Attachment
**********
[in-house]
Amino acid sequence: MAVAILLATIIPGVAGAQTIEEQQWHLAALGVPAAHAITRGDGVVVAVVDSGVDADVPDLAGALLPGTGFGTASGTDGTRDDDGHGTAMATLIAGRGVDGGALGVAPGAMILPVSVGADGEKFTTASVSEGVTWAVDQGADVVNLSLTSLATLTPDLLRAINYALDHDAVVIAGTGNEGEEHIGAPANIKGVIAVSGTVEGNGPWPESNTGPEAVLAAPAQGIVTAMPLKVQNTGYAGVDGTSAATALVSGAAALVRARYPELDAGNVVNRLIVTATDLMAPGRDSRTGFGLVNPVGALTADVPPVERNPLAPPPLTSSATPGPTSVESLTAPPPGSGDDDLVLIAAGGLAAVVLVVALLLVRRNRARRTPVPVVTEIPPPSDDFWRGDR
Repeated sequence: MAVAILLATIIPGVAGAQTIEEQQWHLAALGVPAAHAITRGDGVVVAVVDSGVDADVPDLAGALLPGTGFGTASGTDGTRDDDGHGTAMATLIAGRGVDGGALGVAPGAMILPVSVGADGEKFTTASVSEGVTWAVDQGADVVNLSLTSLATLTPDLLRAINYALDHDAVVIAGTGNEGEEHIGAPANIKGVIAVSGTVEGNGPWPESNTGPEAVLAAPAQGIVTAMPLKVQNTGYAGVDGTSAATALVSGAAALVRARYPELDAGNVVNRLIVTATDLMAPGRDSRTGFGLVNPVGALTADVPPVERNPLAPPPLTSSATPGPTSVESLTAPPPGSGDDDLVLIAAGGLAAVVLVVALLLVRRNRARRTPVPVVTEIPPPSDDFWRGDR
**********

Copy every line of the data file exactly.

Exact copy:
[in-house]
Amino acid sequence: MAVAILLATIIPGVAGAQTIEEQQWHLAALGVPAAHAITRGDGVVVAVVDSGVDADVPDLAGALLPGTGFGTASGTDGTRDDDGHGTAMATLIAGRGVDGGALGVAPGAMILPVSVGADGEKFTTASVSEGVTWAVDQGADVVNLSLTSLATLTPDLLRAINYALDHDAVVIAGTGNEGEEHIGAPANIKGVIAVSGTVEGNGPWPESNTGPEAVLAAPAQGIVTAMPLKVQNTGYAGVDGTSAATALVSGAAALVRARYPELDAGNVVNRLIVTATDLMAPGRDSRTGFGLVNPVGALTADVPPVERNPLAPPPLTSSATPGPTSVESLTAPPPGSGDDDLVLIAAGGLAAVVLVVALLLVRRNRARRTPVPVVTEIPPPSDDFWRGDR
Repeated sequence: MAVAILLATIIPGVAGAQTIEEQQWHLAALGVPAAHAITRGDGVVVAVVDSGVDADVPDLAGALLPGTGFGTASGTDGTRDDDGHGTAMATLIAGRGVDGGALGVAPGAMILPVSVGADGEKFTTASVSEGVTWAVDQGADVVNLSLTSLATLTPDLLRAINYALDHDAVVIAGTGNEGEEHIGAPANIKGVIAVSGTVEGNGPWPESNTGPEAVLAAPAQGIVTAMPLKVQNTGYAGVDGTSAATALVSGAAALVRARYPELDAGNVVNRLIVTATDLMAPGRDSRTGFGLVNPVGALTADVPPVERNPLAPPPLTSSATPGPTSVESLTAPPPGSGDDDLVLIAAGGLAAVVLVVALLLVRRNRARRTPVPVVTEIPPPSDDFWRGDR